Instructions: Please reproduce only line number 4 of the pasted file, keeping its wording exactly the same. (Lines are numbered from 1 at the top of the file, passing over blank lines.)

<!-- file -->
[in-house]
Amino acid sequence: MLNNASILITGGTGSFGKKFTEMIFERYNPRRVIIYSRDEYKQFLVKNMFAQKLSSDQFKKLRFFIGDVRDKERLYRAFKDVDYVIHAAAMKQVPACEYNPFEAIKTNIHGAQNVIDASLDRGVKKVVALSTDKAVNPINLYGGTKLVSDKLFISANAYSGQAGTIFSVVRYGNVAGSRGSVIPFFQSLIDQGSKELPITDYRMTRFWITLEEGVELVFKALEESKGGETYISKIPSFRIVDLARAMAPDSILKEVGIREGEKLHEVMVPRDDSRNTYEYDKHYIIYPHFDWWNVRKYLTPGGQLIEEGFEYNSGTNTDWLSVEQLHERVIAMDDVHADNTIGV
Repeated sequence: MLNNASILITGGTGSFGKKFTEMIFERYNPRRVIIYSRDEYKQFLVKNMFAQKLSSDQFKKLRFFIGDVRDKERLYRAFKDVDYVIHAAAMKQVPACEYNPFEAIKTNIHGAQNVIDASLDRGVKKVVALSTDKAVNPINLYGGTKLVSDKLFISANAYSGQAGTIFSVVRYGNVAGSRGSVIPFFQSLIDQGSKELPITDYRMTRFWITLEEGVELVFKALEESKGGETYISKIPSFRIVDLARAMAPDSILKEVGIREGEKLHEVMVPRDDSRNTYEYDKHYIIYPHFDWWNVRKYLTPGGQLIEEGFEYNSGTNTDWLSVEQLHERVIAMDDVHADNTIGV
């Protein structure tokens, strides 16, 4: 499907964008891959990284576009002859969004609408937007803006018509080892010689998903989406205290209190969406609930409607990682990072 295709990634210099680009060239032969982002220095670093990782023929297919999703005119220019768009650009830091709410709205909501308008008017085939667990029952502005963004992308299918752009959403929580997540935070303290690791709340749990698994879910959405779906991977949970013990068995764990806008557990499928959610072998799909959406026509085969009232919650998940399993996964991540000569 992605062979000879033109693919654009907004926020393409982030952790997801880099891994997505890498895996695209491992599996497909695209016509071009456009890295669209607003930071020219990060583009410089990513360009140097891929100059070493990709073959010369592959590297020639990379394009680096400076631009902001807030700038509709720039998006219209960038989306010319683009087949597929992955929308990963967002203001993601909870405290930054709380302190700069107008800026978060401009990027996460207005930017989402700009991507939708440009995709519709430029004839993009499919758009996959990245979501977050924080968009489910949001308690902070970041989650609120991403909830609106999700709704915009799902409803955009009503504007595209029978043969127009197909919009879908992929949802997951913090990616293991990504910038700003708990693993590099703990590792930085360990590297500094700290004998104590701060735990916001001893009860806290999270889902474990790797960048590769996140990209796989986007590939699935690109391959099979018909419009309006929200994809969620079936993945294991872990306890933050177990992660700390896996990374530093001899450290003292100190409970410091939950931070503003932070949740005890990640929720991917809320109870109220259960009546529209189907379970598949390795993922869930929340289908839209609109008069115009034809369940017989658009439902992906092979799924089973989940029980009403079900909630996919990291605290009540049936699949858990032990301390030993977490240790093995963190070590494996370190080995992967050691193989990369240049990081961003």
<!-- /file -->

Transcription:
């Protein structure tokens, strides 16, 4: 499907964008891959990284576009002859969004609408937007803006018509080892010689998903989406205290209190969406609930409607990682990072 295709990634210099680009060239032969982002220095670093990782023929297919999703005119220019768009650009830091709410709205909501308008008017085939667990029952502005963004992308299918752009959403929580997540935070303290690791709340749990698994879910959405779906991977949970013990068995764990806008557990499928959610072998799909959406026509085969009232919650998940399993996964991540000569 992605062979000879033109693919654009907004926020393409982030952790997801880099891994997505890498895996695209491992599996497909695209016509071009456009890295669209607003930071020219990060583009410089990513360009140097891929100059070493990709073959010369592959590297020639990379394009680096400076631009902001807030700038509709720039998006219209960038989306010319683009087949597929992955929308990963967002203001993601909870405290930054709380302190700069107008800026978060401009990027996460207005930017989402700009991507939708440009995709519709430029004839993009499919758009996959990245979501977050924080968009489910949001308690902070970041989650609120991403909830609106999700709704915009799902409803955009009503504007595209029978043969127009197909919009879908992929949802997951913090990616293991990504910038700003708990693993590099703990590792930085360990590297500094700290004998104590701060735990916001001893009860806290999270889902474990790797960048590769996140990209796989986007590939699935690109391959099979018909419009309006929200994809969620079936993945294991872990306890933050177990992660700390896996990374530093001899450290003292100190409970410091939950931070503003932070949740005890990640929720991917809320109870109220259960009546529209189907379970598949390795993922869930929340289908839209609109008069115009034809369940017989658009439902992906092979799924089973989940029980009403079900909630996919990291605290009540049936699949858990032990301390030993977490240790093995963190070590494996370190080995992967050691193989990369240049990081961003």